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Thursday, 16 April 2009
We arrived in Beijing in late September, only days after the end of the Paralympic Games. We had the latest editions of all the guidebooks: published in 2007, now woefully out of date... pre-Olympic guides to a post-Olympic city.
Explaining that many of the hutong districts had been knocked down to make way for new developments, one book pointed us to an area behind Wangfujing Snack Street to see traditional ways of life preserved in the very centre of the city. We followed these directions hopefully, but found only tower blocks and building sites.
On our last full day we decided to visit the Birds Nest stadium. We knew the building wouldn't be open (there was to be a one-day special opening the following week, after we'd flown home again) but we wanted to see the architecture anyway.
We went to the metro station, navigated the touch-screen ticket machines which let us choose exactly which station we wanted to go to (the aptly-named Olympic Park), and bought our tickets. The guide books had maps of proposed metro lines, with comments suggesting it was unlikely all would actually be built in time for the Olympics - but they were. Automated announcements on the trains told us, in English and Mandarin, when it was time to change for the Olympic line.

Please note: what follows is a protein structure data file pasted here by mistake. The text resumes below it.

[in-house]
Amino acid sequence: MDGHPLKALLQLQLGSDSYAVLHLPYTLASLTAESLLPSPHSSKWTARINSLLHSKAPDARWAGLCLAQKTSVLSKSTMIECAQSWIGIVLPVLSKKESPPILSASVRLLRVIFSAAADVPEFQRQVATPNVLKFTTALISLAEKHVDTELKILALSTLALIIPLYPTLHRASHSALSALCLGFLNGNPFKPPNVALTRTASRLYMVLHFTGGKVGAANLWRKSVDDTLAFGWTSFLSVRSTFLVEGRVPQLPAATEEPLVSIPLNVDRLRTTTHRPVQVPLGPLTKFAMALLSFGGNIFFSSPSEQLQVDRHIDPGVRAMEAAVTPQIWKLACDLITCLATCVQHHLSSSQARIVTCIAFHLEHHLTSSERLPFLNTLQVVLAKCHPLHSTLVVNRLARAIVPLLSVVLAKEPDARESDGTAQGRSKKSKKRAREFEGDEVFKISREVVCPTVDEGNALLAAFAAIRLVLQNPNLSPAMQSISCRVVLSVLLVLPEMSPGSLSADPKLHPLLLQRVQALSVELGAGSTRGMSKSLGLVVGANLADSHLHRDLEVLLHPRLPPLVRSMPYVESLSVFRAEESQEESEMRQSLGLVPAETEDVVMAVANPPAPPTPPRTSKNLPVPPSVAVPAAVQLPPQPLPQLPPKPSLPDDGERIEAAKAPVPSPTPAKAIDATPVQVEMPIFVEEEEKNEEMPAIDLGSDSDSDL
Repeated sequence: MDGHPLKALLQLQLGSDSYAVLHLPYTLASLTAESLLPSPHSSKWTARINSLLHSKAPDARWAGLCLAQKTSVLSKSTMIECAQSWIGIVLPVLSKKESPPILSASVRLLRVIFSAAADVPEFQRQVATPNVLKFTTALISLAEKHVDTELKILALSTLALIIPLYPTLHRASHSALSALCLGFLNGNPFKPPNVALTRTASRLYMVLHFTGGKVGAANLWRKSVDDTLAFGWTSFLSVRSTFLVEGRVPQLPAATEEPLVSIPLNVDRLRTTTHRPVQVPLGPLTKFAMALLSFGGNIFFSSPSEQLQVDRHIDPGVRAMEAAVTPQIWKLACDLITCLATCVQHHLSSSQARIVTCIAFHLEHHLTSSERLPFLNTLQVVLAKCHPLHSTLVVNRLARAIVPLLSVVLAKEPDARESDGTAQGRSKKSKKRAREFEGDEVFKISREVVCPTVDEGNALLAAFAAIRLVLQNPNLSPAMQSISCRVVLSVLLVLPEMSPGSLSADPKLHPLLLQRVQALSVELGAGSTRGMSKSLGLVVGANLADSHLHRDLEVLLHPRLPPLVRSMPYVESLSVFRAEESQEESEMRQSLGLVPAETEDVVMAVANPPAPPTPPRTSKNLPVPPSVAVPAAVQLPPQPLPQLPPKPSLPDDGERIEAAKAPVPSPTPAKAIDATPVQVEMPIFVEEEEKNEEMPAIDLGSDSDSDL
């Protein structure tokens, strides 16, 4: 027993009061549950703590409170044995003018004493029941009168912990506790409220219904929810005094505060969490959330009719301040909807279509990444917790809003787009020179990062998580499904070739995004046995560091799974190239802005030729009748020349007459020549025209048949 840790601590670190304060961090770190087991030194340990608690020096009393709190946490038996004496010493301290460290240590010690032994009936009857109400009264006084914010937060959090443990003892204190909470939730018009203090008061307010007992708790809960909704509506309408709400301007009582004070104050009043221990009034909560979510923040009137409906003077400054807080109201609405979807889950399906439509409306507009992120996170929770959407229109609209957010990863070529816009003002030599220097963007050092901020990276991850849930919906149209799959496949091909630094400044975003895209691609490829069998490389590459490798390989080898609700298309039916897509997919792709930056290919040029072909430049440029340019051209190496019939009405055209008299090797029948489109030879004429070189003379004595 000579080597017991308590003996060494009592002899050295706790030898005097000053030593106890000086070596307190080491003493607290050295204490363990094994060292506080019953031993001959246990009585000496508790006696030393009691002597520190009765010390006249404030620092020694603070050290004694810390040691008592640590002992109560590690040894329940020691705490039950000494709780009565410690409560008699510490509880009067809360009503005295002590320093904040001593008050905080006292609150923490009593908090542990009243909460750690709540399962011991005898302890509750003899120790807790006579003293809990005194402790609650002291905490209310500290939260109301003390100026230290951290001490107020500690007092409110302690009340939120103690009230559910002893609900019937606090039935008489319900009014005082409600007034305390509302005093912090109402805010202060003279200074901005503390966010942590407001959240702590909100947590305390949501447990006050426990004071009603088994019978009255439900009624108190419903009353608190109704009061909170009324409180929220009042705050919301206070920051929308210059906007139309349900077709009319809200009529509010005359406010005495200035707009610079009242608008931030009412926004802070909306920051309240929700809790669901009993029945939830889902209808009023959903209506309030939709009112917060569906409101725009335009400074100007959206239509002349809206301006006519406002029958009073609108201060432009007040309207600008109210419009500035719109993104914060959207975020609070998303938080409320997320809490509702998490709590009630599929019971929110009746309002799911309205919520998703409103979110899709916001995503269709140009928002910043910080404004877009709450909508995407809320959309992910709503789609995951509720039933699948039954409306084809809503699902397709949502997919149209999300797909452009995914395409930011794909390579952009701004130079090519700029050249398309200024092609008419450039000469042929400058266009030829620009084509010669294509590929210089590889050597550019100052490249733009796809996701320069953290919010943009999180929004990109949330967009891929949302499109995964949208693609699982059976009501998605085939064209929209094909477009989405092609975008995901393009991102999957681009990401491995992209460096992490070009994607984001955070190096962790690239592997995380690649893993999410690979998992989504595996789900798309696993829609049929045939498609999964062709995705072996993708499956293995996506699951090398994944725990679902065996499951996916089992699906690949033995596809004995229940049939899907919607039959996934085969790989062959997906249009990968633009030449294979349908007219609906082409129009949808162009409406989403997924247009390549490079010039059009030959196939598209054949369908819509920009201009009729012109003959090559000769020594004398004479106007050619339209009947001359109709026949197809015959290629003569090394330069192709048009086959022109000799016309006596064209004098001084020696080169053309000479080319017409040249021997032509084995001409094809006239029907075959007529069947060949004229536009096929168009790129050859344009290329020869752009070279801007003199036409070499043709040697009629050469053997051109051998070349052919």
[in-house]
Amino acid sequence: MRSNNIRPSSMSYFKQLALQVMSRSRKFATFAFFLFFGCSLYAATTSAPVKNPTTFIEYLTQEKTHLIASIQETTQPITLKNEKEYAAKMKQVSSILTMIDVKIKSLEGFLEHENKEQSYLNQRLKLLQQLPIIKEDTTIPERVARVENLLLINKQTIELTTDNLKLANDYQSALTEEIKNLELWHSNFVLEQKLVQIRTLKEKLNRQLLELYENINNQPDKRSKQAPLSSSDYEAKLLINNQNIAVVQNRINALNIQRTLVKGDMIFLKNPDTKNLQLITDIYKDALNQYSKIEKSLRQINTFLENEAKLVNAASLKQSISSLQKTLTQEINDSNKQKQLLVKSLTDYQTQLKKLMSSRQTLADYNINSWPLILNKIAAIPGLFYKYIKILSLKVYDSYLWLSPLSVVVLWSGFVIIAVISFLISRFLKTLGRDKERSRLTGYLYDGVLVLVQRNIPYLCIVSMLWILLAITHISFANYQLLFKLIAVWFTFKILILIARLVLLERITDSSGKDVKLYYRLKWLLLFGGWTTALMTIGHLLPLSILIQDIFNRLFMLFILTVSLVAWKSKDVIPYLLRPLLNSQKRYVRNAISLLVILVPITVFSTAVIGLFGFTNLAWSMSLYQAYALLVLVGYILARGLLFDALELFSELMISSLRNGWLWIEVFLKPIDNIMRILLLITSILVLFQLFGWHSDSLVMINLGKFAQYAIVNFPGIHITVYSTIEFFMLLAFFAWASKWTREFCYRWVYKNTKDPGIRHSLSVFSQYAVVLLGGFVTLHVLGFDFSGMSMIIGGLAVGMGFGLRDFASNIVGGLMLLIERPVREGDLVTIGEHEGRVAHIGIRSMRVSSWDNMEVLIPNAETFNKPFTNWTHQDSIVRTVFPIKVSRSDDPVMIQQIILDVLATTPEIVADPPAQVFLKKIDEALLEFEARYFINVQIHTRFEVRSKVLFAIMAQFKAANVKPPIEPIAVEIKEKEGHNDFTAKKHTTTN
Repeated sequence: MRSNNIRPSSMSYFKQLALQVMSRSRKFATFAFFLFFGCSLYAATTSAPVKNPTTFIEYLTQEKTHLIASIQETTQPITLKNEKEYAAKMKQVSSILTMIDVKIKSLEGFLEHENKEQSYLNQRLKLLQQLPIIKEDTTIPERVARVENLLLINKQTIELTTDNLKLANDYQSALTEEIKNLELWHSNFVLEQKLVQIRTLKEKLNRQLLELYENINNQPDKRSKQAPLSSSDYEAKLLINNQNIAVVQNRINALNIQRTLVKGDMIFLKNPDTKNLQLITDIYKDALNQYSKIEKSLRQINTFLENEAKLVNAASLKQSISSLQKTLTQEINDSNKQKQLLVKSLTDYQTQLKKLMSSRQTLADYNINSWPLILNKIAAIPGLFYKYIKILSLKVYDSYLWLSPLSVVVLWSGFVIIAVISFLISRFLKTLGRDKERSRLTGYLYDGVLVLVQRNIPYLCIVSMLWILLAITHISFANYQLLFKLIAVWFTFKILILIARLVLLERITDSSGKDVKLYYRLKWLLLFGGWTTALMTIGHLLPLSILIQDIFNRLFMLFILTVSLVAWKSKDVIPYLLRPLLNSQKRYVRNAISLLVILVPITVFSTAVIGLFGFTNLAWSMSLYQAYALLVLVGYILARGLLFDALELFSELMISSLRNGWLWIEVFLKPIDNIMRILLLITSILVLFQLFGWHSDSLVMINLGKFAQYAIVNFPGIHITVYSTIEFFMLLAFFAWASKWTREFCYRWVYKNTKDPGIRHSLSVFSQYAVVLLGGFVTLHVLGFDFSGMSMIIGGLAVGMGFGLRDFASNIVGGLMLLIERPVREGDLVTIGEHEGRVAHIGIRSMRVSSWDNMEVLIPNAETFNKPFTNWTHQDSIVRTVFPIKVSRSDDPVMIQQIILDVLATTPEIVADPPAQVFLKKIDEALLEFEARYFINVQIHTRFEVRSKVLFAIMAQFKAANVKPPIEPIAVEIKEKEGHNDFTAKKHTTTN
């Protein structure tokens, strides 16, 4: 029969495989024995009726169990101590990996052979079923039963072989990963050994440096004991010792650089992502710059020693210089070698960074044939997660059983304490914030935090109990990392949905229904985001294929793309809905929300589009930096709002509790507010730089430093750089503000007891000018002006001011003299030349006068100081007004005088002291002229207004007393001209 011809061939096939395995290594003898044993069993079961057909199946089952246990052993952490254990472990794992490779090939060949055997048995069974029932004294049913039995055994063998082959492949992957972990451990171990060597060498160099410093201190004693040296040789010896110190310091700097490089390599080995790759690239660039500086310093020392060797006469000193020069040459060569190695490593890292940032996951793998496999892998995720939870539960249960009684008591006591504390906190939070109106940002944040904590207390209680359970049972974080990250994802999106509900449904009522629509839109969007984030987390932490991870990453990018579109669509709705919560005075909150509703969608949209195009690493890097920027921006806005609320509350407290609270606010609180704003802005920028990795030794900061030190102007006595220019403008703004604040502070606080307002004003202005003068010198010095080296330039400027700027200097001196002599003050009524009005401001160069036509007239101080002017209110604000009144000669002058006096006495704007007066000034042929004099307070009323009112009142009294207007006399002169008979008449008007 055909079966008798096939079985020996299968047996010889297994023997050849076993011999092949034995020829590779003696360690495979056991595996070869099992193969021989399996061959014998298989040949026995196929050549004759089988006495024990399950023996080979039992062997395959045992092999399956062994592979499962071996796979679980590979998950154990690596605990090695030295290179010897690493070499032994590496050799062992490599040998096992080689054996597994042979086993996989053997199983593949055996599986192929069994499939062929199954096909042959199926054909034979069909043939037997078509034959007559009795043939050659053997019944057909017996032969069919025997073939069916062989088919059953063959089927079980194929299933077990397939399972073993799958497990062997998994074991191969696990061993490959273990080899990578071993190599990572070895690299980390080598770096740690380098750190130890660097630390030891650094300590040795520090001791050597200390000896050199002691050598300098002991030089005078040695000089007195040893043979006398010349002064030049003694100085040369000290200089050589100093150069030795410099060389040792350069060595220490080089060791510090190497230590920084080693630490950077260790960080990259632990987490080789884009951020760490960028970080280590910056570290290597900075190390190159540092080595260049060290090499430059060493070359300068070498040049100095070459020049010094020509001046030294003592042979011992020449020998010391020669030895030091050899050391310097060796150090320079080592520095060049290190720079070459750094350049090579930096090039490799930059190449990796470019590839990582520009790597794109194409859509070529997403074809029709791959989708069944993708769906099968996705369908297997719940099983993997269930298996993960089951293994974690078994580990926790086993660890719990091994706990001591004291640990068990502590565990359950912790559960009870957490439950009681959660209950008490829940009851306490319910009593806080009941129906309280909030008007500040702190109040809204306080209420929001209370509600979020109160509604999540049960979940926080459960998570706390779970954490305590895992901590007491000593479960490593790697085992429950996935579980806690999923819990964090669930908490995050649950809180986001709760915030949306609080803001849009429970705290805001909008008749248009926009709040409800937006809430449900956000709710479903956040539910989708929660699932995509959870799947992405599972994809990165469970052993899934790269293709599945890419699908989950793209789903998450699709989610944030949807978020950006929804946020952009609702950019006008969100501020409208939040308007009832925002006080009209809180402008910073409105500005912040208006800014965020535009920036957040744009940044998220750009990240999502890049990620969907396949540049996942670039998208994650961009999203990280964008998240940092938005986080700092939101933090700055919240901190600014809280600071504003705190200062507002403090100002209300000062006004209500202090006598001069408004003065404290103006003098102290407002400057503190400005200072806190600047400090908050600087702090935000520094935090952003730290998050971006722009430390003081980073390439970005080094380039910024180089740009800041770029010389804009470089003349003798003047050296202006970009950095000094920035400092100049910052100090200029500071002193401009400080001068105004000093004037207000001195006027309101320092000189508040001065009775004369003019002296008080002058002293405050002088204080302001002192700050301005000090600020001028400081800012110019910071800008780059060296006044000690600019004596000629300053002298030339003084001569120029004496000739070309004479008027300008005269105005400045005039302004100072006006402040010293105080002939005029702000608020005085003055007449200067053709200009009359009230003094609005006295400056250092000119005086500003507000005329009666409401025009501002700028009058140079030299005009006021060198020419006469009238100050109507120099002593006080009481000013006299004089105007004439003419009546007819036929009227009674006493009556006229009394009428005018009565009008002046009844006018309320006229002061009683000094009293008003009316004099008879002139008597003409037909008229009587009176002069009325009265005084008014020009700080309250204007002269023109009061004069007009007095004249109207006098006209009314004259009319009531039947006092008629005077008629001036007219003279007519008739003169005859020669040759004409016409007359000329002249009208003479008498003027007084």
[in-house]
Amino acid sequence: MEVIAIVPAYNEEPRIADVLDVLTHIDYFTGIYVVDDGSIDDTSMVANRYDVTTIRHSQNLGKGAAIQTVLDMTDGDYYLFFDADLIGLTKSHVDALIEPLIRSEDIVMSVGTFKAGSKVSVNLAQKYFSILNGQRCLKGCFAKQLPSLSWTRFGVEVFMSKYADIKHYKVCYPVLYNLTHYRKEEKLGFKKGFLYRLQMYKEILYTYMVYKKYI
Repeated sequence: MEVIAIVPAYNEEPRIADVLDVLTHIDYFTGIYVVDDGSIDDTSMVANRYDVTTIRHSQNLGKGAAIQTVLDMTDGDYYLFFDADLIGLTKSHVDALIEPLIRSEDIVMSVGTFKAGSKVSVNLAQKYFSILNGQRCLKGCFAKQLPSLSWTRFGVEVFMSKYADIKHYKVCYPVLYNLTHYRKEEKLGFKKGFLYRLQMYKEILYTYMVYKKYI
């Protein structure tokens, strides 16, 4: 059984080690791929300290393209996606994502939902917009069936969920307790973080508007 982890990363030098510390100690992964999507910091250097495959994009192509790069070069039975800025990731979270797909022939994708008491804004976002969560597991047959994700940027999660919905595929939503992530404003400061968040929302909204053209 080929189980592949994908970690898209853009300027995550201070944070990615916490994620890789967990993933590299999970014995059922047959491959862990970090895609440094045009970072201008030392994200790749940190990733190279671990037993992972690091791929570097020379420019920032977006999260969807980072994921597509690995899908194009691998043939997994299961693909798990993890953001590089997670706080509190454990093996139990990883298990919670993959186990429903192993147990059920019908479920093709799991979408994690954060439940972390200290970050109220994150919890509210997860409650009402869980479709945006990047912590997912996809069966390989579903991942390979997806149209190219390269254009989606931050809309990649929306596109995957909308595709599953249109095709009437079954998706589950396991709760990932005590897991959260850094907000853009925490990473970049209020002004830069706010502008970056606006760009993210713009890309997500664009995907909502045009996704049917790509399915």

So far, so good... except that it wasn't. No-one had bothered to update the automated systems to account for the fact that the Olympic line had been closed - apparently the second the games were over. We had to walk up, past closed metro stations, to finally reach the stadium - the one place in Beijing not swarming with tourists. Well, not yet.
Beijing managed, against the odds, to transform itself into an Olympic city. It remains to be seen what post-Olympic Beijing will become.
I wrote this as a 500-word exercise a short while ago. I always think of our Beijing visit in terms of 'post-Olympic', and it always puts me in mind of 'post-Apocalyptic'...